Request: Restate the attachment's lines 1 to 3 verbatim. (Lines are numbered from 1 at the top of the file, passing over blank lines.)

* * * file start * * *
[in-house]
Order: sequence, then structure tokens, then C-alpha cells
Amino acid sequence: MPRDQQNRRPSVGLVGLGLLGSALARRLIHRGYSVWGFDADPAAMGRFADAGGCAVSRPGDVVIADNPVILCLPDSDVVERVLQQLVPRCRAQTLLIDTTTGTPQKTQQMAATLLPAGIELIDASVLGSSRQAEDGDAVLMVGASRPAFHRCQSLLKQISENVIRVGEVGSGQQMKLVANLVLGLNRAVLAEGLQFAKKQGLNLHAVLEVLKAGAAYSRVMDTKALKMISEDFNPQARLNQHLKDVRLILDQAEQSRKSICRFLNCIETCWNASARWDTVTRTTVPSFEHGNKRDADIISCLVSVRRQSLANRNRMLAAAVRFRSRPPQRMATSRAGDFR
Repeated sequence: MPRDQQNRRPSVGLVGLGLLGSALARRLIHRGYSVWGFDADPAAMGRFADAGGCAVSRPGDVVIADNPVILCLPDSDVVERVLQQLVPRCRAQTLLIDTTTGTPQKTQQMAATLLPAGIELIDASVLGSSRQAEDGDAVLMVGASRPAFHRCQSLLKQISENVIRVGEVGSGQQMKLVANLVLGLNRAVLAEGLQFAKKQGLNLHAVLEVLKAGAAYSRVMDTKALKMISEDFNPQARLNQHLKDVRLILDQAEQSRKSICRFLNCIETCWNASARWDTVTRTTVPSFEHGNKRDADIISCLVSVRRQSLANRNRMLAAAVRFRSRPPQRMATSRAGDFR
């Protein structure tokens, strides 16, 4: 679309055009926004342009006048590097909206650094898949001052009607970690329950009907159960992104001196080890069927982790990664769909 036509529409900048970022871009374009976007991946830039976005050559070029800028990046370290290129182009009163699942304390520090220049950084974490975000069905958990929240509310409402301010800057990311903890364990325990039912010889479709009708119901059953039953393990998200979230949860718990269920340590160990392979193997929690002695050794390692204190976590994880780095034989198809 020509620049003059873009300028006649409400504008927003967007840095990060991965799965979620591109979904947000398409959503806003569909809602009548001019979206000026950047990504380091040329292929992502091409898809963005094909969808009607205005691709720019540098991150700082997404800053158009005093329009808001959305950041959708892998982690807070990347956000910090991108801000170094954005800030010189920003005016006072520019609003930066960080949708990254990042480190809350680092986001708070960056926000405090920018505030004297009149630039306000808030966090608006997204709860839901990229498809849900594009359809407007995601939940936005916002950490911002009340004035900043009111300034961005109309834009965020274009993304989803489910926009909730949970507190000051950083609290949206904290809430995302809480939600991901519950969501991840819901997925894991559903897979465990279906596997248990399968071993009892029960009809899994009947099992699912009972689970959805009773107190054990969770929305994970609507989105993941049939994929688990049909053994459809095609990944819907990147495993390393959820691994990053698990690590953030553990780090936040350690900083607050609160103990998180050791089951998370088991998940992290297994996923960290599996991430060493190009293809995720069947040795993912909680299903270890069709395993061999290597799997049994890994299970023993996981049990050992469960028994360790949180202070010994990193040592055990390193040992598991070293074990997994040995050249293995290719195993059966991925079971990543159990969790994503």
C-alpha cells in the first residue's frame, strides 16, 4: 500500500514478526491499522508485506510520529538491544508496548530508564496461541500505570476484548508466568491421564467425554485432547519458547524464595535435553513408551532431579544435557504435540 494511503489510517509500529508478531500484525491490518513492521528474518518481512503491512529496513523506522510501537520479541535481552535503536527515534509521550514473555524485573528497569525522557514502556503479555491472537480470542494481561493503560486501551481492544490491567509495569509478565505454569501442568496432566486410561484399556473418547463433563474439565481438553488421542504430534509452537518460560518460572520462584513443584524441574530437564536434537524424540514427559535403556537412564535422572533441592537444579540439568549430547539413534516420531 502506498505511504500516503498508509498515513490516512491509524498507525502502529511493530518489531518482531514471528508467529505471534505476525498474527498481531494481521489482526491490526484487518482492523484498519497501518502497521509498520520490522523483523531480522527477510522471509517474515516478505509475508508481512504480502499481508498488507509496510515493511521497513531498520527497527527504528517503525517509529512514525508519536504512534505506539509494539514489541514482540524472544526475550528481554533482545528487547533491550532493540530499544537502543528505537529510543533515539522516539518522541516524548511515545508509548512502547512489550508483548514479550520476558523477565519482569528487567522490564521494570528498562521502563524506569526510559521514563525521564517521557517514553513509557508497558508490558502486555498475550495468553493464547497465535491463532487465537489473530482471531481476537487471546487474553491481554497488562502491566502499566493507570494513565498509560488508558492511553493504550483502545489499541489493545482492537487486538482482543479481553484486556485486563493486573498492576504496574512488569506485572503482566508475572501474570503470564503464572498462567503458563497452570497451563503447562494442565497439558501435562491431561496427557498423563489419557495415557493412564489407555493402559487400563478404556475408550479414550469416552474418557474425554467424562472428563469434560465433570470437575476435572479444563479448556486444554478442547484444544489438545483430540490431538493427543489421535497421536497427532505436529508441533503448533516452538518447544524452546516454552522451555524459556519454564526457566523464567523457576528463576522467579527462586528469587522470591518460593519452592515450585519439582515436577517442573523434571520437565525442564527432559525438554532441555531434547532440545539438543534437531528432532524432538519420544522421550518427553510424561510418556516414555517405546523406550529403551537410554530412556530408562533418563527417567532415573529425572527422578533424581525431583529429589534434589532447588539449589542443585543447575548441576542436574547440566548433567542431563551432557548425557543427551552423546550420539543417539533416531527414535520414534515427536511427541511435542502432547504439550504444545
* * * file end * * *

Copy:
[in-house]
Order: sequence, then structure tokens, then C-alpha cells
Amino acid sequence: MPRDQQNRRPSVGLVGLGLLGSALARRLIHRGYSVWGFDADPAAMGRFADAGGCAVSRPGDVVIADNPVILCLPDSDVVERVLQQLVPRCRAQTLLIDTTTGTPQKTQQMAATLLPAGIELIDASVLGSSRQAEDGDAVLMVGASRPAFHRCQSLLKQISENVIRVGEVGSGQQMKLVANLVLGLNRAVLAEGLQFAKKQGLNLHAVLEVLKAGAAYSRVMDTKALKMISEDFNPQARLNQHLKDVRLILDQAEQSRKSICRFLNCIETCWNASARWDTVTRTTVPSFEHGNKRDADIISCLVSVRRQSLANRNRMLAAAVRFRSRPPQRMATSRAGDFR